Director Alex Proyas' Dark City was a creepy and suspenseful sci-fi flick that has become somewhat of a cult film. His latest, Knowing, stars Nicolas Cage as an MIT astrophysics professor, John Koestler, who has raised the question with his studentsof randomism versus determinism. He himself thinks that stuff happens, although stuff isn't the word he uses.
John's wife died in a fire, leaving him with a good son, Caleb (Chandler Canterbury), to raise. John is out of sorts much of the time and overprotective of his son. Then Caleb brings home a letter with a string of seemingly random numbers on it, written 50 years before by a young girl and recently unearthed from a time capsule.
Like everyone else, John thinks the writing is gibberish, but a random happenstance allows him to recognize that a group of those numbers, 09112001, corresponds to Sept. 11, and he soon realizes that major disasters — natural and unnatural — of the past 50 years have been predicted in this letter. This revelation shakes John's lack of beliefs, and after another of the predictions comes true, he sets out to find out about the girl who wrote the letter.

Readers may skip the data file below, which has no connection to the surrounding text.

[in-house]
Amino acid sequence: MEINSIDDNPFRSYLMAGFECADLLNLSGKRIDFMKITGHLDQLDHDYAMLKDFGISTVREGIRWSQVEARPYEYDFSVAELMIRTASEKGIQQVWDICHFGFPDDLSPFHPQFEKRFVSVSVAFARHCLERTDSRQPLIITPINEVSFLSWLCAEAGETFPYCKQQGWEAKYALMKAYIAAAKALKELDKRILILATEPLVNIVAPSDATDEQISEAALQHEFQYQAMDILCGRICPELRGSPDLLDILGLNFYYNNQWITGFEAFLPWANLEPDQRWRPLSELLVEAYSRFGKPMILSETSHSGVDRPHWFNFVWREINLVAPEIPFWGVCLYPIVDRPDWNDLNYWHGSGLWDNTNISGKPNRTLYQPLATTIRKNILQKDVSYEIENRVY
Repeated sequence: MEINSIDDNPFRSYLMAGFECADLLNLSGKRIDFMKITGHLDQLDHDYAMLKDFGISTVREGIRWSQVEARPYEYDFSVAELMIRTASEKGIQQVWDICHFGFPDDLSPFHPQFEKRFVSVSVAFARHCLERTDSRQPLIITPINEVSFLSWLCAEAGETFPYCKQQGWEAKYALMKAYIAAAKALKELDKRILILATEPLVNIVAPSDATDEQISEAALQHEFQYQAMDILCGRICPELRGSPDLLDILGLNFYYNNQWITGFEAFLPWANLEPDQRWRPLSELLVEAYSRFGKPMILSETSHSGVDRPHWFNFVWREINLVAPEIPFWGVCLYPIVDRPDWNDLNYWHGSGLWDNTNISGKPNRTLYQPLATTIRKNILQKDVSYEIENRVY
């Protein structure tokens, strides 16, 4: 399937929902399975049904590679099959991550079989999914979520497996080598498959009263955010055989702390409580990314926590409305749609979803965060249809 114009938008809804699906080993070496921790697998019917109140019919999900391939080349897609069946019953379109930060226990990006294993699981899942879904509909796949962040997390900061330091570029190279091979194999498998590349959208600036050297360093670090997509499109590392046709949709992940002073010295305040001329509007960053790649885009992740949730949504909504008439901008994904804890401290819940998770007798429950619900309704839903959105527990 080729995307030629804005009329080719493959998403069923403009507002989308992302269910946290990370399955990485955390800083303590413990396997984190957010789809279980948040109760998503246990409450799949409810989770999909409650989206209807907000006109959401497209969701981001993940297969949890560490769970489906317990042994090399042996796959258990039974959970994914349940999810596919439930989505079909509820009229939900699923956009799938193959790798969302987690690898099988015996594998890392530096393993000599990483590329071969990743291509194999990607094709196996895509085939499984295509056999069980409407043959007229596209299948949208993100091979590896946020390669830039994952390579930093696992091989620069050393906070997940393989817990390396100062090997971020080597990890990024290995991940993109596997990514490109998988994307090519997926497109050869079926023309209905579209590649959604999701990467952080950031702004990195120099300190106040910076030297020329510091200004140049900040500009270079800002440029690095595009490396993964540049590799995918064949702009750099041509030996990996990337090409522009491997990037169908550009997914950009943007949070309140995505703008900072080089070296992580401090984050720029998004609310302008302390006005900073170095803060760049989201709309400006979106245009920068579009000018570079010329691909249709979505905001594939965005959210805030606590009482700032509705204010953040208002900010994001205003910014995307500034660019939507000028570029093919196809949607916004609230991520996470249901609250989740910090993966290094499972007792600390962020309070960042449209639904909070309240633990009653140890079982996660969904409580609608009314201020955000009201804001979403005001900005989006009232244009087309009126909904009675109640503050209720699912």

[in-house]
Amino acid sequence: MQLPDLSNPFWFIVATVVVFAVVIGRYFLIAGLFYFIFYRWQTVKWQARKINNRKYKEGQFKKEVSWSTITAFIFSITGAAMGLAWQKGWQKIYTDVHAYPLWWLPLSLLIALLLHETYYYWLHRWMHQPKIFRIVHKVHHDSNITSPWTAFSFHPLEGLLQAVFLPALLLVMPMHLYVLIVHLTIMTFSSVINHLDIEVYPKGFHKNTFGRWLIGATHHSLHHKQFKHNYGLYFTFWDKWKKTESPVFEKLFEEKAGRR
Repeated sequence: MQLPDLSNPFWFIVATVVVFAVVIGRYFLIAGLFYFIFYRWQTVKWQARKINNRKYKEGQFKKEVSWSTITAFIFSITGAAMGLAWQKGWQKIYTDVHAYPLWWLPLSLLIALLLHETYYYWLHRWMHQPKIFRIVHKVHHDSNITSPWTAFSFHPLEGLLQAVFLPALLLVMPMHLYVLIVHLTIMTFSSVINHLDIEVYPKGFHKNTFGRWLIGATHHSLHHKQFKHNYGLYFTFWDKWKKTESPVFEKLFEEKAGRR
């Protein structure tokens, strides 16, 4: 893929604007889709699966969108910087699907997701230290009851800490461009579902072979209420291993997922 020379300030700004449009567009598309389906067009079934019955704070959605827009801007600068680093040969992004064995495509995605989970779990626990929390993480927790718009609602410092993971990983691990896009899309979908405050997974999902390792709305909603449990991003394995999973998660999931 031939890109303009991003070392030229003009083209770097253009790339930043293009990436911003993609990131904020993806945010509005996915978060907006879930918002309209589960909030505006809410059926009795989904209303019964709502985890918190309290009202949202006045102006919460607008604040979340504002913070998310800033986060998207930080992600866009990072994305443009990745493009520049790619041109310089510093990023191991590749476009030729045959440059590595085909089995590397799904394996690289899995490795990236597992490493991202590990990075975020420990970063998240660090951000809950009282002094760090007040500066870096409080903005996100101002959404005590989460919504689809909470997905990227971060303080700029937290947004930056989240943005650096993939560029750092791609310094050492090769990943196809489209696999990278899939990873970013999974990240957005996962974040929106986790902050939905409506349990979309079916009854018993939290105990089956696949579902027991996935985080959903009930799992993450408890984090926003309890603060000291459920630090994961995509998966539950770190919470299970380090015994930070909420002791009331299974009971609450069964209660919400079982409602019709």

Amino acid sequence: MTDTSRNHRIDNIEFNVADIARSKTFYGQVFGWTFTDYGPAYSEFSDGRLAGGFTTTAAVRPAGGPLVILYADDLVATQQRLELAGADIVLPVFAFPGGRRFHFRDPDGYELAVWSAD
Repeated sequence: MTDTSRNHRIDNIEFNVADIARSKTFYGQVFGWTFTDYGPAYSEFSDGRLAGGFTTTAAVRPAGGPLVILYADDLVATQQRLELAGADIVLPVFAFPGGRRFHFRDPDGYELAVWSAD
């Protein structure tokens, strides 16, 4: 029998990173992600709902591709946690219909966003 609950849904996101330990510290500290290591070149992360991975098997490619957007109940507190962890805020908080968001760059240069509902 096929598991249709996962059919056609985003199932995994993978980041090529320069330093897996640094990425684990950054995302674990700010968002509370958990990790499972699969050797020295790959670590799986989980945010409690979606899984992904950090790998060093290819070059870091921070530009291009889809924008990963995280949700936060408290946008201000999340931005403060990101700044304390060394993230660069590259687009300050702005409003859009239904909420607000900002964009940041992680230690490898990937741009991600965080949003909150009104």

Questions of God and the possibilities of others in the universe get played out against a backdrop of doom. There is always a certain fascination in such stories. How much do we know, see, hear? (Caleb wears a hearing aid and picks up things most people can't.) Merging sci-fi with philosophy is always tricky and most times becomes silly.
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Proyas doesn't avoid all the pitfalls but does better than most, and Knowing is an honest effort and should be given credit for that.
Knowing is $26.99 on DVD and $34.99 on Blu-ray.